Walrus - Spitfire - Sea Otter - Spiteful - Attacker - Seagull - Swift - Scimitar Image File history File links Commons-logo. ... The Supermarine S.6B was a racing seaplane developed by Reginald Mitchell for the Supermarine company in order to win the Schneider Trophy in 1931. ... Seafire F XVII SX336 (Kennet Aviation) The Seafire was a naval version of the Supermarine Spitfire, specially adapted for operation from aircraft carriers. ... The Supermarine Spiteful was a British Rolls-Royce Griffon-engined fighter aircraft designed by Supermarine to Air Ministry specification F.1/43 during World War II as a successor to the Spitfire. ... The Supermarine Seafang was a British Rolls-Royce Griffon-engined fighter aircraft designed by Supermarine to Air Ministry specification N.5/45. ... The Bell P-39 Airacobra was one of the principal fighter aircraft in service with American forces at the start of World War II. At first for a short time designated XP_45, it had just a single_speed, single_stage supercharger for its engine, instead of an exhaust_driven turbo_supercharger as initially fitted... The Curtiss P-40 was a US single-engine, single-seat, low-wing, all-metal fighter and ground attack aircraft which first flew in 1938, and was used in great numbers in World War II. It was a direct adaptation of the existing P-36 airframe to enable mass production... The Dewoitine D.520 was a French fighter aircraft that entered service in early 1940, shortly after the opening of World War II. Unlike the Morane-Saulnier M.S.406, which was at that time the Armée de lAirs most numerous fighter, the Dewoitine D.520 came... The Focke-Wulf Fw 190 Würger (shrike), often called Butcher-bird (usually for the radial engined version), was a single-seat, single-engine fighter aircraft of Germanys Luftwaffe, and one of the best fighters of its generation. ... The Hawker Hurricane was a British single-seat fighter aircraft designed and predominantly built by Hawker Aircraft Ltd. ... Hawker Tempest II, RAF Museum, Hendon The Hawker Tempest was a Royal Air Force (RAF) fighter aircraft of World War II, an improved derivative of the Hawker Typhoon, and one of the most powerful fighters used in the war. ... The Heinkel He 112 was a fighter aircraft designed by Walter and Siegfried Günter at Heinkel. ... The Kawasaki [1]Ki-61 Hien (飛燕, flying swallow) was a Japanese World War II fighter aircraft used by the Imperial Japanese Army Air Force. ... The Macchi MC.202 Folgore (Lightning) was a World War II Italian fighter aircraft built by Macchi Aeronautica, a development of its earlier MC.200 Saetta, with a more powerful German Daimler-Benz DB 601 engine. ... The Macchi C.205 Veltro (Greyhound) was an Italian World War II fighter aircraft built by the Aeronautica Macchi. ... The sole M.B.5 prototype during flight testing. ... German Airfield, France, 1941 propaganda photo of the Luftwaffe, Bf 109 fighters on the tarmac The Messerschmitt Bf 109 was a German World War II fighter aircraft designed by Willy Messerschmitt in the early 1930s. ... The Mikoyan-Gurevich MiG-3 (Микоян-Гуревич МиГ-3) was a Soviet fighter aircraft of World War II. It was a development of the MiG-1 in an attempt to curb some of that aircrafts handling problems. ... The North American P-51 Mustang was a successful long range fighter aircraft which entered service in the middle years of World War II. Mostly used to escort bomber raids over Germany, the P-51 was a key factor in the defeat of the German Luftwaffe and, by the middle... Yak-9 Yak-9D The Yakovlev Yak-9 was a single-engine fighter aircraft used by the Soviet Union in World War II. Like the Yak-3, it was a development of the earlier Yak-1. ... The Supermarine Walrus was an amphibious reconnaissance aircraft designed by R. J. Mitchell and operated by the Fleet Air Arm. ... The Supermarine Sea Otter, the developement of the Walrus, was intended to have a longer range. ... The Supermarine Spiteful was a British Rolls-Royce Griffon-engined fighter aircraft designed by Supermarine to Air Ministry specification F.1/43 during World War II as a successor to the Spitfire. ... The Supermarine Attacker was a single-seat jet fighter of the Fleet Air Arm (FAA), built by the Supermarine company, and was the first jet fighter of the FAA. The Attacker developed from a Royal Air Force (RAF) fighter jet project, the E10//44. ... For the air/sea rescue aircraft, see Supermarine Seagull ASR-1 The Supermarine Seagull was a development of the Supermarine Seal by the Supermarine company. ... The Supermarine Swift was a single-seat fighter-jet of the Royal Air Force (RAF), built by Supermarine. ... This refers to the aircraft, for other uses see Scimitar (disambiguation) The Supermarine Scimitar was a fighter aircraft in the British Fleet Air Arm. ...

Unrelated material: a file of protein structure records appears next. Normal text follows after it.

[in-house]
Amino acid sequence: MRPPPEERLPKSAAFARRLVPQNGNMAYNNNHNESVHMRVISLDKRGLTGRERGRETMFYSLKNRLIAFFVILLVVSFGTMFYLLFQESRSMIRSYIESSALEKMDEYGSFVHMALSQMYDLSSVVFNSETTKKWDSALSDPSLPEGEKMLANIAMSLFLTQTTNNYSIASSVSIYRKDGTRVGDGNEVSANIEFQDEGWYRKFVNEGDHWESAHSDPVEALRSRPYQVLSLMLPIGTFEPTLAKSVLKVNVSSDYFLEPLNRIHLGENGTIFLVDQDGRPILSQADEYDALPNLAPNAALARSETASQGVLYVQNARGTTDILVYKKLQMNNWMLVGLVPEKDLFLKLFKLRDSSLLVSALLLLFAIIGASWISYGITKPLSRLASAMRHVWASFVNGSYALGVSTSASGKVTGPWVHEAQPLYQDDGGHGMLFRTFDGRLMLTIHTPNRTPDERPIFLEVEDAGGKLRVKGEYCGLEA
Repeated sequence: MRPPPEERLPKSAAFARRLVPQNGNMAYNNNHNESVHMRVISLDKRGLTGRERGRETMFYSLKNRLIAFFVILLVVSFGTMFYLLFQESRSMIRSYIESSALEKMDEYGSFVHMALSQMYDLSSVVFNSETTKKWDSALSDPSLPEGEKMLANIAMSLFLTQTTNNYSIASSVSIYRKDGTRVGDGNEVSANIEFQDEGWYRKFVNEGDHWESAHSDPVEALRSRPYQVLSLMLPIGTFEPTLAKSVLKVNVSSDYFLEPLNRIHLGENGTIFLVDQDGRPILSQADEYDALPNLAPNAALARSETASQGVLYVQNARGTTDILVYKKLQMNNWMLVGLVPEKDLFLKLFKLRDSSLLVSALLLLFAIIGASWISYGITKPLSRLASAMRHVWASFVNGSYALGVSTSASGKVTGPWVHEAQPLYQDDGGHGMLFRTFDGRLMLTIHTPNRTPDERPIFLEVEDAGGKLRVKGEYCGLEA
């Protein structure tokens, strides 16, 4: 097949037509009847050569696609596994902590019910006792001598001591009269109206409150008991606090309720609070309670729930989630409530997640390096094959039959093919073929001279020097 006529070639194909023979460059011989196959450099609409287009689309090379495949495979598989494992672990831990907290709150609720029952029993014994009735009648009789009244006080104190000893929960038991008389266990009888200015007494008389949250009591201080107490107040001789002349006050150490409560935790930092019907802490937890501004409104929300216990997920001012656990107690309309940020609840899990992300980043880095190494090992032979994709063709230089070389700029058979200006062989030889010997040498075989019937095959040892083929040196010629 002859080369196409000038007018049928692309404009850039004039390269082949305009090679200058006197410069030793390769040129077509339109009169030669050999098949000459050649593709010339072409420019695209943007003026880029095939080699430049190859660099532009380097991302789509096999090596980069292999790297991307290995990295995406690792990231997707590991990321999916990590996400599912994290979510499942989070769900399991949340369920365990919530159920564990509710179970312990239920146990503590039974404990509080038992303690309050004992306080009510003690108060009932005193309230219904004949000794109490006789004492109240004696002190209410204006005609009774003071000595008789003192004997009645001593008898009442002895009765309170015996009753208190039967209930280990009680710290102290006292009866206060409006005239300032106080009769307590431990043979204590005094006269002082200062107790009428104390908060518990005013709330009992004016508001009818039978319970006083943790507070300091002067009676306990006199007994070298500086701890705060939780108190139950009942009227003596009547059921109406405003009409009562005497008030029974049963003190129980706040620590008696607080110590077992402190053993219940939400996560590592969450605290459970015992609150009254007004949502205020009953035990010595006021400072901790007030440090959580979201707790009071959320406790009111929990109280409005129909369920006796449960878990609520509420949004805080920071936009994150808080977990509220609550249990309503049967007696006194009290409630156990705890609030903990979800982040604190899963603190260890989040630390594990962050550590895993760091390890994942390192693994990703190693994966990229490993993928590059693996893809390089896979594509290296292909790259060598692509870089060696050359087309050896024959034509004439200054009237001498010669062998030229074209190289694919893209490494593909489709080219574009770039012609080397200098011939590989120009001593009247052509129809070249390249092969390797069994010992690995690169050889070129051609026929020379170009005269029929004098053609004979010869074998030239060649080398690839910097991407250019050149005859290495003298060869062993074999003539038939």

Related lists